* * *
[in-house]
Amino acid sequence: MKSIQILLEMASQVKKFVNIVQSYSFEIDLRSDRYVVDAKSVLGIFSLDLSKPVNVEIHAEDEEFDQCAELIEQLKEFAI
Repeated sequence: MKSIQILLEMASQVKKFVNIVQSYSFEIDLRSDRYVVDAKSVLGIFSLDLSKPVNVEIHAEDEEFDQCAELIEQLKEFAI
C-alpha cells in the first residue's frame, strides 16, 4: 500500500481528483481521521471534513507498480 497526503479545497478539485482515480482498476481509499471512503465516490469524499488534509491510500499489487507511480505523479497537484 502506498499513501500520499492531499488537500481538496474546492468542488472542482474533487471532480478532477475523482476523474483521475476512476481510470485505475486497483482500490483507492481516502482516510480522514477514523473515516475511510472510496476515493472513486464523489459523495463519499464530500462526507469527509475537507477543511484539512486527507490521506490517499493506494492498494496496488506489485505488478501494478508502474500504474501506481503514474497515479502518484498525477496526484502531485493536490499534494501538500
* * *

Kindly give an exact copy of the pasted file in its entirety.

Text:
[in-house]
Amino acid sequence: MKSIQILLEMASQVKKFVNIVQSYSFEIDLRSDRYVVDAKSVLGIFSLDLSKPVNVEIHAEDEEFDQCAELIEQLKEFAI
Repeated sequence: MKSIQILLEMASQVKKFVNIVQSYSFEIDLRSDRYVVDAKSVLGIFSLDLSKPVNVEIHAEDEEFDQCAELIEQLKEFAI
C-alpha cells in the first residue's frame, strides 16, 4: 500500500481528483481521521471534513507498480 497526503479545497478539485482515480482498476481509499471512503465516490469524499488534509491510500499489487507511480505523479497537484 502506498499513501500520499492531499488537500481538496474546492468542488472542482474533487471532480478532477475523482476523474483521475476512476481510470485505475486497483482500490483507492481516502482516510480522514477514523473515516475511510472510496476515493472513486464523489459523495463519499464530500462526507469527509475537507477543511484539512486527507490521506490517499493506494492498494496496488506489485505488478501494478508502474500504474501506481503514474497515479502518484498525477496526484502531485493536490499534494501538500